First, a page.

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The ushabti figures — artistically perfect and finely made — were purchased from the Museum of Egyptian Antiquities in Cairo by soldiers of the Polish Independent Carpathian Rifle Brigade during WW II and subsequently granted to the Archaeological Museum.
The pillar at the back of the figure reaches the lower edge of a tripartite wig, finely fashioned in regular wisps exposing the ears.

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The ushabti figures — artistically perfect and finely made — were purchased from the Museum of Egyptian Antiquities in Cairo by soldiers of the Polish Independent Carpathian Rifle Brigade during WW II and subsequently granted to the Archaeological Museum.
The pillar at the back of the figure reaches the lower edge of a tripartite wig, finely fashioned in regular wisps exposing the ears. A face of distinct features, a narrow, braided beard. In its hands crossed on the breast, it is holding work tools: in the left hand — a hoe, in the right hand — a plough and a string on which a woven bag for seeds is suspended. Half of the figure is filled with the hieroglyphic inscription derived from the Book of the Dead and contains the name of the deceased: Nefer-ib-Ra-sa-Neit.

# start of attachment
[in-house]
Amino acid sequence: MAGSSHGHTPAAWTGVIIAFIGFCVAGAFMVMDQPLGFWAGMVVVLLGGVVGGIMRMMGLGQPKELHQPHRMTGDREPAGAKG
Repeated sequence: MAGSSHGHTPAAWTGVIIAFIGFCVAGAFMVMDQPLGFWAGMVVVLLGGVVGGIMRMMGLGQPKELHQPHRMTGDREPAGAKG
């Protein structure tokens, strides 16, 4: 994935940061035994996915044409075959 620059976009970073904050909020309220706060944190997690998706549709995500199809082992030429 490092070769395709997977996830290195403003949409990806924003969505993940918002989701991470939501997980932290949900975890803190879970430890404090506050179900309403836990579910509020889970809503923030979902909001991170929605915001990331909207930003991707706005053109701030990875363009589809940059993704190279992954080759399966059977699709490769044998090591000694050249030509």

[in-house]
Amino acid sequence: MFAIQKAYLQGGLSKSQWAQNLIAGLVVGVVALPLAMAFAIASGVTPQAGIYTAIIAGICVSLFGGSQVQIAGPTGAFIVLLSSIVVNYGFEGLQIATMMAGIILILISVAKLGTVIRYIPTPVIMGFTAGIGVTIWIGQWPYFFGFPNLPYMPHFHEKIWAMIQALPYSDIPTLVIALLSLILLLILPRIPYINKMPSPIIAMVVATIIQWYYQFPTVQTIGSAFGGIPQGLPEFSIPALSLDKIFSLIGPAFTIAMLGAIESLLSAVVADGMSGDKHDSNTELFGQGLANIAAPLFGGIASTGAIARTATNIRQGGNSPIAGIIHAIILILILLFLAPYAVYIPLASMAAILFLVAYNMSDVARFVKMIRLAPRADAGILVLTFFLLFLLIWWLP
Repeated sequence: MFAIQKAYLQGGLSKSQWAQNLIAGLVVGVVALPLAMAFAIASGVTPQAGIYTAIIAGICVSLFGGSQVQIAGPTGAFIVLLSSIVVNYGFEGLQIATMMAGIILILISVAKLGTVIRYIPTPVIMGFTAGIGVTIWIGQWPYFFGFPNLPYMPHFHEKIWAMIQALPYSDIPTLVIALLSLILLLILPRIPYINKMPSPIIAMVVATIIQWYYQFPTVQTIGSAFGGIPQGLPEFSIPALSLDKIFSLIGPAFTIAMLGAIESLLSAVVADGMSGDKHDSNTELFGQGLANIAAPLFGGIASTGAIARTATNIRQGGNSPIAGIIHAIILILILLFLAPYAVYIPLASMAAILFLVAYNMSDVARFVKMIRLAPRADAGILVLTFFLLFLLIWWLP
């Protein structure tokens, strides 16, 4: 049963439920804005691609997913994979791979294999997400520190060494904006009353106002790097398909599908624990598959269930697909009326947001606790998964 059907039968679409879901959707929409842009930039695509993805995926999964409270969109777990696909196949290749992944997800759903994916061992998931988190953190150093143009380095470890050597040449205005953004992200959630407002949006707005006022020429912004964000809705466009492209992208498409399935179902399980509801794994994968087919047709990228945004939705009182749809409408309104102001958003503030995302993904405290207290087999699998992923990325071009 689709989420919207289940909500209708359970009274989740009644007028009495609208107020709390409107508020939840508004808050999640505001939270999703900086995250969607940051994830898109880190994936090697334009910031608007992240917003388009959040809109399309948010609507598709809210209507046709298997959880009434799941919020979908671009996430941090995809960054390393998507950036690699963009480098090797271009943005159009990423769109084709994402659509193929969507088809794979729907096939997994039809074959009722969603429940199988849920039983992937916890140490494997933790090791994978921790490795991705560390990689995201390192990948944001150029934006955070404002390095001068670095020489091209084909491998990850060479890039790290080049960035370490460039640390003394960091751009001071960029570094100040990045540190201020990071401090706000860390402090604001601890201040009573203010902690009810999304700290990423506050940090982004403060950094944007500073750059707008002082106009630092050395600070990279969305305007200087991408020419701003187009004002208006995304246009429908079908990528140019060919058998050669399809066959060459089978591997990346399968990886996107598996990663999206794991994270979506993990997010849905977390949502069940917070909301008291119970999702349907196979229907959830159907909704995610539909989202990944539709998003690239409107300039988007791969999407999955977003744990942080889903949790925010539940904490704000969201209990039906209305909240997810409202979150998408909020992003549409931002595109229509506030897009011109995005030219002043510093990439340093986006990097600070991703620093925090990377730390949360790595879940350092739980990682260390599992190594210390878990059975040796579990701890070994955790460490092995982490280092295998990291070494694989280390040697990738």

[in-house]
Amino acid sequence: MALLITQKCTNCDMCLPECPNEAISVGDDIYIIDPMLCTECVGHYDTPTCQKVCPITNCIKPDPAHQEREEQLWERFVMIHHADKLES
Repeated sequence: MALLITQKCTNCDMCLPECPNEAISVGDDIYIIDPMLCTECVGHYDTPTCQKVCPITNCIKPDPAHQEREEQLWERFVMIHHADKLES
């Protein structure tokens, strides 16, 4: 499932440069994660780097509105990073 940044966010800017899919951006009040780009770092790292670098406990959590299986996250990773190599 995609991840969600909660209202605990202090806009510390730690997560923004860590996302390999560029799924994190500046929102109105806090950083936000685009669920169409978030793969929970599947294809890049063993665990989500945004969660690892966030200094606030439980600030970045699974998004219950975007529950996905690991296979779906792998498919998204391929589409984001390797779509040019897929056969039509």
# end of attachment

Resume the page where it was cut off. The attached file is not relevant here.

The ushabti figures were found in 1929 in the tomb of a person who — as the inscription on the sarcophagus indicates — bore the title, “guardian of the royal seal.” The tomb was a part of the temple complex of Pharaoh Userkaf. What has been preserved from the tomb inventory are three alabaster canopic jars, as well as 336 ushabti figures, scattered among different collections all over the world.

Elaborated by Krzysztof Babraj (Archaeological Museum of Kraków), © all rights reserved

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Przemek Pawlowski
24/08/15 08:13
Fajna mumia

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